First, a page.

How Do You Roll? and I’m Still a Little Sassy
How Do You Roll?
Things I love about my new home: having a full spread on the bed if I want. Bright colors. Lighting candles. The whir of the transit busses passing. Keeping my life clean. Being organized. Being able just to find things. Eating meals at the table on a plate without having a dog jumping. Not always having the TV on. Being close to Wegmans. Cooking for myself. Doing my own laundry. Enjoying my art, my plants, my dogs. Long soaks in the bathtub, taking in my salts, lavender oils, lights down, with a lit candle and low music. Practicing self-care. Knowing where my clothes are. Being able to exercise whenever and in whatever ways I want. Drinking wine with dinner. My nice, big kitchen! Cooking vegan, cooking non-vegan, or not cooking at all. Making my own cheese plate. Not having to hear bad things about liberals. Being liberal. Writing at my desk. Reading. Being quiet. Feeling cleansed.
Asking my dogs: how do you roll? Walks to my favorite park, where I can fly a kite if I want. Being in awe of the enormous sky I can see clear out my window. The pandemonium it makes when a storm breaks. Making a lime into a kickball. Acting like a whimbril or a warbler or a goose. Being silly with myself. Playing imaginary golf while playing an imaginary trumpet, eating imaginary (or real) blueberry sherbet in my fluffy velvet robe. Oh, how scrumptious!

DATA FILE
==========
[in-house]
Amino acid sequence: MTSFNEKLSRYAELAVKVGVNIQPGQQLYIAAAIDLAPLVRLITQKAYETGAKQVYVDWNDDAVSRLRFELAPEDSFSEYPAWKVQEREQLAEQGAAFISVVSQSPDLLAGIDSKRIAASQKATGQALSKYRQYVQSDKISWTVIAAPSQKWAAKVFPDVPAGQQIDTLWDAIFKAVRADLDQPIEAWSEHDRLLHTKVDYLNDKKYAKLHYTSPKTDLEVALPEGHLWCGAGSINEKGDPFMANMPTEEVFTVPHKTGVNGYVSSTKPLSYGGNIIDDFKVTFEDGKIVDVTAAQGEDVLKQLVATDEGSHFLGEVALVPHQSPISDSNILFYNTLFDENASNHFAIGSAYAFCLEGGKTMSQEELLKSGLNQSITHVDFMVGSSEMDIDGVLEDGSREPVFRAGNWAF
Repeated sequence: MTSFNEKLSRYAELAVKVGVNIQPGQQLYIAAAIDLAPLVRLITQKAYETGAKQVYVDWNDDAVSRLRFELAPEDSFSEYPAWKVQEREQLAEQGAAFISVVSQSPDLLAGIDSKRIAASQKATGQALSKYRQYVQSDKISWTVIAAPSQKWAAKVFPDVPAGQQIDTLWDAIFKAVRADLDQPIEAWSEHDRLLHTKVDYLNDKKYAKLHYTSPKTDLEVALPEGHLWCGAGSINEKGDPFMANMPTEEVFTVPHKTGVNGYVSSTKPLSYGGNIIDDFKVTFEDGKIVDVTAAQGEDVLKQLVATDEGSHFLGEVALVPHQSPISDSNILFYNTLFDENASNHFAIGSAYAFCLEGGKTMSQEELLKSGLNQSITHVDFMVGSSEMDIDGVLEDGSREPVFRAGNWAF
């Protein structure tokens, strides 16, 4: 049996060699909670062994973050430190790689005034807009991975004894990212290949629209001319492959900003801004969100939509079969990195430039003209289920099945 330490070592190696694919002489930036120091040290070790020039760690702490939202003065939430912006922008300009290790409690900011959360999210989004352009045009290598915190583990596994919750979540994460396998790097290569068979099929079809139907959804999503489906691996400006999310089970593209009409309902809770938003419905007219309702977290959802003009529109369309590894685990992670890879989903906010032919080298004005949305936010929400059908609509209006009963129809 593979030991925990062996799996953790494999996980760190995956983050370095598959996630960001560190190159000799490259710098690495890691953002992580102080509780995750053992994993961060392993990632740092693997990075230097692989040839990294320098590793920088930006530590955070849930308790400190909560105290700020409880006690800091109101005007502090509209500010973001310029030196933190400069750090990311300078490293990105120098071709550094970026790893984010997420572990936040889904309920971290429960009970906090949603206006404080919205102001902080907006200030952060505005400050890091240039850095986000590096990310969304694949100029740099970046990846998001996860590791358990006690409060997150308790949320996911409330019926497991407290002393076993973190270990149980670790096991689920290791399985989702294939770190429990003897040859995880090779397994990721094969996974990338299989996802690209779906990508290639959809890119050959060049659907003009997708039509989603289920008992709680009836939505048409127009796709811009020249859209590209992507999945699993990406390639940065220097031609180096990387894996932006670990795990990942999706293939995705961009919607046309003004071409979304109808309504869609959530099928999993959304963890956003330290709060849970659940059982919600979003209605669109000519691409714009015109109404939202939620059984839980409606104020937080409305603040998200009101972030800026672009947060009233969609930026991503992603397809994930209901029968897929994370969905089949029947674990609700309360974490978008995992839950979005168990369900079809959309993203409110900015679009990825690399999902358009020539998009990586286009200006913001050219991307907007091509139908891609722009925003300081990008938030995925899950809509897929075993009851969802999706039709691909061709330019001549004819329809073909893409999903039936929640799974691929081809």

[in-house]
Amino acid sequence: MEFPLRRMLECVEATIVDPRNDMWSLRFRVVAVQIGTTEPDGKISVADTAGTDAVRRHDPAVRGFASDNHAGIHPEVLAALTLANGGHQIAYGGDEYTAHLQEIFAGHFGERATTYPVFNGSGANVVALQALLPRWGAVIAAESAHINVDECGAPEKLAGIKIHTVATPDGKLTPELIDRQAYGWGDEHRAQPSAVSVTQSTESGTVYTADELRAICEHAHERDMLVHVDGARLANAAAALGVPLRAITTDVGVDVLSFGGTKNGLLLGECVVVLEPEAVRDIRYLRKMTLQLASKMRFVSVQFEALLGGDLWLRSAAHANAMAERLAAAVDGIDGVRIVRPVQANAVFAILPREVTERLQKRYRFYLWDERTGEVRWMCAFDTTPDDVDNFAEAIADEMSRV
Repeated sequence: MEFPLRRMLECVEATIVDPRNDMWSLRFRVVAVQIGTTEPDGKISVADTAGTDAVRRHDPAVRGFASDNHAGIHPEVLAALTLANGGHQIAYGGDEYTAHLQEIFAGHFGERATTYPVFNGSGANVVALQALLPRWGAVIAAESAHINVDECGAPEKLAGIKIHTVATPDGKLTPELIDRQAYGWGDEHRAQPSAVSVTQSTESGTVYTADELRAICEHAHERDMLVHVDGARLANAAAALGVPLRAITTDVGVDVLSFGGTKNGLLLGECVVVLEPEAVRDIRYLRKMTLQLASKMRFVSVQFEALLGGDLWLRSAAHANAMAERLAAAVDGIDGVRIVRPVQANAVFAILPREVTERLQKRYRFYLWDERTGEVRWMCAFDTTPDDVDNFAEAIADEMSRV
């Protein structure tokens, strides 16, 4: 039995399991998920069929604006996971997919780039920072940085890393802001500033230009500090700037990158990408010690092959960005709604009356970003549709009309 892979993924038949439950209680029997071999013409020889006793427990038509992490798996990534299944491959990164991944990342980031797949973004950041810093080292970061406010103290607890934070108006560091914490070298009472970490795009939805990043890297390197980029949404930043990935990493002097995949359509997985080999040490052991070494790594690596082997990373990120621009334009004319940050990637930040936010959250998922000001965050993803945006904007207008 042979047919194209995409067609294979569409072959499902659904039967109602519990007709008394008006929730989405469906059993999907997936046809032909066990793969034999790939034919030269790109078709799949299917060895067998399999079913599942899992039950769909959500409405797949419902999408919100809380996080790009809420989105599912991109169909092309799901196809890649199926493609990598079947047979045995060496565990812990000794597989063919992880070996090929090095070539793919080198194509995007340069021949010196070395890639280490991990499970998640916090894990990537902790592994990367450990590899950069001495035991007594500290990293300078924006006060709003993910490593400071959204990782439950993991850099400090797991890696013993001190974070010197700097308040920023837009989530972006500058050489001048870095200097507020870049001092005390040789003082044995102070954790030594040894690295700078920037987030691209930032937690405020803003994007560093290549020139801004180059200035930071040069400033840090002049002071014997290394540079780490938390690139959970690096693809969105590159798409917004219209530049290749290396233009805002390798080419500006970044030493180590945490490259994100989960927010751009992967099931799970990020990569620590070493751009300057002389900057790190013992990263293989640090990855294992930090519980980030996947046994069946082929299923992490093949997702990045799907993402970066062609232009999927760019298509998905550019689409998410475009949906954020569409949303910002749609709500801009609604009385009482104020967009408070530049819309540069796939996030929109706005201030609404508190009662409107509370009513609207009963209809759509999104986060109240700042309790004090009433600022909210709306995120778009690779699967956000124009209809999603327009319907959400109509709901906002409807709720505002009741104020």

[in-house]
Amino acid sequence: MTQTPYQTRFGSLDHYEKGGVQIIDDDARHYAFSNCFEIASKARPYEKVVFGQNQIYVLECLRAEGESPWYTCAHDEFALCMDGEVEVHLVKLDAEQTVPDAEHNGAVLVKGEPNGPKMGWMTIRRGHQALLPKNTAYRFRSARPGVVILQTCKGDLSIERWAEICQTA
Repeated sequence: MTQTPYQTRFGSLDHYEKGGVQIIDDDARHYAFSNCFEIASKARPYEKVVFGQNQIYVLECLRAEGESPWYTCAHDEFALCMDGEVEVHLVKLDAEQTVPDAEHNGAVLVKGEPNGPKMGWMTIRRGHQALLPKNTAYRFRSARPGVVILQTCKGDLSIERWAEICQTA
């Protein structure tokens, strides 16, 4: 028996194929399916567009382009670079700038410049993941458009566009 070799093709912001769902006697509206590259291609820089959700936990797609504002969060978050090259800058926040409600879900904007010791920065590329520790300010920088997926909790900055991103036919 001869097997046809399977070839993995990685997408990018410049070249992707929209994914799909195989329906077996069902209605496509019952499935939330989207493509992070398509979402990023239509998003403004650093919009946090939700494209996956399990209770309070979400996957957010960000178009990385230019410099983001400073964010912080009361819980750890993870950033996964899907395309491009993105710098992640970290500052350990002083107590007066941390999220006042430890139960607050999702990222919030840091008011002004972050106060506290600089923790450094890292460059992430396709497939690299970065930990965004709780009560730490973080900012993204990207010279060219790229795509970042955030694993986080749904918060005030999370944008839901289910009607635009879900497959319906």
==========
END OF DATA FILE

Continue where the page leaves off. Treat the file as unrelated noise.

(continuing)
My place smells so delicious! Can you study my serology? Can you tell that I am free now?
I’m Still a Little Sassy
Do our ancestors speak to us? I feel the vibrations of them humming on my eyelid. Taste them on my tongue. My grandfather, who served in the second world war, used to single me out from the other grandkids, thank me for my service. If he were still alive, would he be proud of my son, who serves in the army? My grandmother used to tell him that it wasn’t fair to the other grandkids, that he spoke so highly of me, of my service during war.
Do you know what it means to be at war?
Maybe I’m still a little sassy. She used to call, told me to be careful. But I know that’s just projection. Of course she was worried.
My grandfather’s father died at 33, in 1918, from the Spanish flu. My grandfather was seven months old and had six older siblings. He died blind, but the last time I saw him, in assisted living, he knew who I was as soon as I walked into the room.
We are not immune. I’m the same blood as my mom and dad and his dad and mom and my mom’s dad and mom and all the ones before them.
Just like my great-grandfather, at 33, a farmer in Wisconsin, with seven very young children, died from the flu.
Kim Chinquee is the author of seven fiction collections, most recently Snowdog (Ravenna Press). Her eighth book, Battle Dress, (a novel-in-flashes) is forthcoming with Widow + Orphan House. She is the recipient of two Pushcart Prizes and has been published in journals and anthologies including NOON, Denver Quarterly, Conjunctions, Fiction, StoryQuarterly, Story, and others. She is Senior Editor of New World Writing, an associate professor at SUNY-Buffalo State.